ASHRAE Journal - September 2009 - 39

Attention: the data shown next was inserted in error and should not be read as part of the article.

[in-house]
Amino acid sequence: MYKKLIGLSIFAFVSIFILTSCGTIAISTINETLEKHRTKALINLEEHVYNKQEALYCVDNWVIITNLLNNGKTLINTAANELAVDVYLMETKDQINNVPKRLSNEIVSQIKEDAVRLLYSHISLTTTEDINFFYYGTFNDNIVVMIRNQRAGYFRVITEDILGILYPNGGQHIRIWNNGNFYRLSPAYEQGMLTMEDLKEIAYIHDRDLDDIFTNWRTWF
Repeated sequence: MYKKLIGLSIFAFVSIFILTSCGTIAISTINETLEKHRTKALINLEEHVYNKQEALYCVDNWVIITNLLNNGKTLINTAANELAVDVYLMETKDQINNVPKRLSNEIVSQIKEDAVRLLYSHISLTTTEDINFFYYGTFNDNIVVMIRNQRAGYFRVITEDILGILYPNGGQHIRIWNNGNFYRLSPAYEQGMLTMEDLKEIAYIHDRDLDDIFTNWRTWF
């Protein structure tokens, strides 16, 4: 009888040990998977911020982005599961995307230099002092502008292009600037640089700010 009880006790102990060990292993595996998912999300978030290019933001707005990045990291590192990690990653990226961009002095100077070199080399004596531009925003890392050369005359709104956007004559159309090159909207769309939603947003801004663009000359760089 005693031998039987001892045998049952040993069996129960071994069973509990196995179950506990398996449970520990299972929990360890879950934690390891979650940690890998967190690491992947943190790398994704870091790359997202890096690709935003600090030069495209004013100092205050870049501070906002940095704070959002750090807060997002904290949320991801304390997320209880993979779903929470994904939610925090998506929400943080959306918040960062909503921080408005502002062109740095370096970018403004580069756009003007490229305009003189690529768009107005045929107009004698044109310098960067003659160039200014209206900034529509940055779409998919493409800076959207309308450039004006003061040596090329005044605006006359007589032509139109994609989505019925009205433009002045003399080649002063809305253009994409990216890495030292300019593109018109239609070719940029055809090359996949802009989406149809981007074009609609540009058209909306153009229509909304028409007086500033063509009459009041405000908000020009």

Low-Rise Residential Buildings, as a baseline. The DOE 2.2 diffused light in, while eliminating direct solar heat gain. The v144c3 modeling software was used to simulate performance design called for 100% daylighting in the first floor office spaces throughout the year using ASHRAE design conditions and local between 10 a.m. and 2 p.m. and for daylighting to meet 50% utility rates for Boulder, Colo. The final results of the energy of the lab’s lighting needs. model predicted a 41% savings compared to Standard 90.1-1999 and a 46% savings compared to Labs21 modeling guidelines Indoor Air Quality and Thermal Comfort over a one-year simulation period. As a Labs21 partner and U.S. Green Building Council LEED The S&TF shares a central heating and cooling plant with an Platinum facility, the NREL S&TF building was designed with existing laboratory on site. However, as part of the construction, not only energy efficiency in mind, but a healthy environment new variable speed chillers, plate and frame heat exchangers, for the occupants as well. cooling towers and high-efficiency boilers were added to the As previously stated, the office portion of the facility uses an existing central plant. All of the building’s HVAC systems are underfloor air-distribution system. This displacement system high efficiency, and all motors incorporate variable frequency design achieves an air change effectiveness of 0.95 as deterdrives. The building takes advantage of the low design wet-bulb mined by the ANSI/ASHRAE Standard 129-1997, Measuring temperature of the region by using direct and indirect evapora- Air-Change Effectiveness, and using the 2001 ASHRAE Handtive cooling in air-handling units. book—Fundamentals, Chapter 32, Space Air Diffusion. The The lab portion of the building uses variable air volume floor diffusers are ASHRAE Group C. Supply air temperature systems on both the supply and lab exhaust systems. As the is slightly lower than room temperature and supplied at low fume hood exhaust requirevelocity directly into the ments increase, the facility’s occupied zone. Contamisix exhaust fans stage on nants and heat are carried as required. Each fan is a by convective flows created direct drive, 20,000 cfm by heat sources into the up(9439 L/s) fan with VFD per part of the room to the operation. The fans are conreturn air grilles, located nected to a plenum that is high in the space. maintained at a 1.5 in. w.g. A permanent carbon di(374 Pa) negative pressure. oxide monitoring system The exhaust plenum uses was installed in the facility modulating bypass dampto optimize the ventilation ers to maintain the required airflow rate in the facility. pressure. A permanent CO2 sensor The exhaust plenum is is located in the main return fitted with an energy recov- Daylighting strategies in the Science and Technology Facility’s lab area duct of the air-handling ery runaround coil system provide for a more pleasing work environment. system, AHU-1, as well as to precondition the outside on the exterior of the facilair at the main air-handling units. The sensible energy heat ity to measure the baseline outdoor level in parts per million. recovery system is 63% effective. This runaround coil system The return air CO2 sensor varies the outside airflow to maintain provides water-side economizer cooling for the laboratory pro- carbon dioxide differential levels in the facility at, or below, 530 cess, cooling water when the outside air temperature is below ppm compared to ambient levels. 60°F (16°C). The rejected heat is recovered to preheat outside The building air-handling units, AHU-1 and MAU-1,2,3, air at the lab makeup air-handling units when the outside air have three-stage filtration to ensure particle levels introduced temperature is below 30°F (–1°C). from outside air are below recommendations listed in ANSI/ The main building air-handling units supply only the required ASHRAE Standard 62.1-1999, Ventilation for Acceptable airflow for minimum ventilation and exhaust makeup air. Any Indoor Air Quality, filtration with prefilter MERV values of 5 supplemental sensible cooling or heating is provided from fan and 8, with a final filter MERV value of 14. For the safety and coil units located within the lab. This approach significantly health of the employees throughout the facility, all of the chemireduced the amount of outside air required and eliminated the cal fume hoods in the facility were tested and comply with the need for reheating laboratory supply air. ANSI/ASHRAE Standard 110, Method of Testing Performance The office areas use two energy-saving strategies in daylight- of Laboratory Fume Hoods. Pressure differential sensors are ing and underfloor air distribution. The office area is served by located in the lab areas to validate pressure relationships and an underfloor air-distribution system, increasing the number of alarm the building management system if required pressure available economizer hours of operation. Due to the east-west relationships are at risk of not being met. orientation of the building, the office area takes advantage of During construction, and prior to occupancy, an indoor south-facing lightshelf style solar shading elements that allow air quality management plan was incorporated. Per the U.S. September 2009 ASHRAE Journal Photo Credit: Bill Timmerman, courtesy of SmithGroup 39